Written by Andrew Roth
Money has taken many forms over the course of history—from rocks and shells to precious metals and paper, and now primarily to electronic exchange. Bitcoin was invented anonymously in 2008 by someone using the alias “Satoshi Nakamoto” in an effort to create a new medium of exchange, a “crypto currency," that could be used without the need for financial intermediaries.
The main breakthrough of Bitcoin was the use of a technology called “blockchain.” Because of blockchain, Bitcoin is decentralized with no administrator and Bitcoins can change hands using open-source software and peer-to-peer exchanges. One of Bitcoin’s original attractions was the level of privacy and anonymity granted to its users because of this structure.
Bitcoins are obtained by solving complex equations, a process referred to as “mining.” The computing power required to mine Bitcoin is substantial and gets increasingly more difficult by design as more bitcoins are mined around the globe. If I attempted to mine Bitcoin on the same machine that I am using to write this article, it would take me thousands of years. Today, mining is typically done on specialized and expensive machines. The increase in power required to mine additional coins keeps the total Bitcoin in circulation limited.
Opinions on Bitcoin are varied, with Bitcoin enthusiasts advocating that it could supplant the use of sovereign currencies in huge numbers and provide a means of exchange free from central bank interference. Surprisingly, several of the features that have made Bitcoin an exciting speculative asset for some, have also made it unattractive in its envisioned role as “money.” For people to use something as “money,” its value must be reasonably stable. If I held ten dollars, I would be hesitant to spend it if I thought it might be worth twenty dollars next week. The price volatility of Bitcoin seems to work against it as a widely used exchange medium, at least for now. Another drawback of Bitcoin as “money” is that it’s not friction free and is generally treated as a taxable asset in the eyes of regulators.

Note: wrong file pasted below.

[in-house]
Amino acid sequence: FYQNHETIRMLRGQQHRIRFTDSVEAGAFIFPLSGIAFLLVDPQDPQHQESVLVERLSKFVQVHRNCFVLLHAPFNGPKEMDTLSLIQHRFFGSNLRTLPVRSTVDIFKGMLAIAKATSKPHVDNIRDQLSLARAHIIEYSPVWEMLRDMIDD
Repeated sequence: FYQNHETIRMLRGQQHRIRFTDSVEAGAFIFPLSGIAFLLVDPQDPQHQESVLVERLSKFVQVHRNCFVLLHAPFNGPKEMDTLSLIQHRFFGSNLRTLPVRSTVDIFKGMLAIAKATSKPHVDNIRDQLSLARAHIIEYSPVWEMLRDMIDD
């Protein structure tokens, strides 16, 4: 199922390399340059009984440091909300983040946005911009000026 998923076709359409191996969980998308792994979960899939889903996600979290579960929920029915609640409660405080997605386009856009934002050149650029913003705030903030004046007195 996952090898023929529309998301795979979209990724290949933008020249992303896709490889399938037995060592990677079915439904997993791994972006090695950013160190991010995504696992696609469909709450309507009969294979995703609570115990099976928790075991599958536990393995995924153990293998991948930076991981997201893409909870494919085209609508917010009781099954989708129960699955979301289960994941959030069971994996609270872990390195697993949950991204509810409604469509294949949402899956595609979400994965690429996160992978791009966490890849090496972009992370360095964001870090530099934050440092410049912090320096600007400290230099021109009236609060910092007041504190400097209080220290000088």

Other than its scarcity and the idea that others will accept it as payment, there is no intrinsic value of Bitcoin. There is nothing backing Bitcoin other than the underlying computer code. This is one of the main points of debate when it comes to the craze of crypto currencies. Regardless of what Bitcoin is worth one year or ten years from when I write this article, it has created interest in the application of blockchain technology in a variety of industries to create more secure exchanges and transactions. Additionally, governments around the globe have monitored the public’s willingness to adopt crypto currencies and some have floated the idea to launch their own sovereign “crypto-currency”—the key differentiator being control of the currency in-line with their national aspirations and fiscal policies. Ironically, this application generally runs counter to the original ideal of Bitcoin.
This article is not a solicitation or recommendation to engage in cryptocurrency transactions.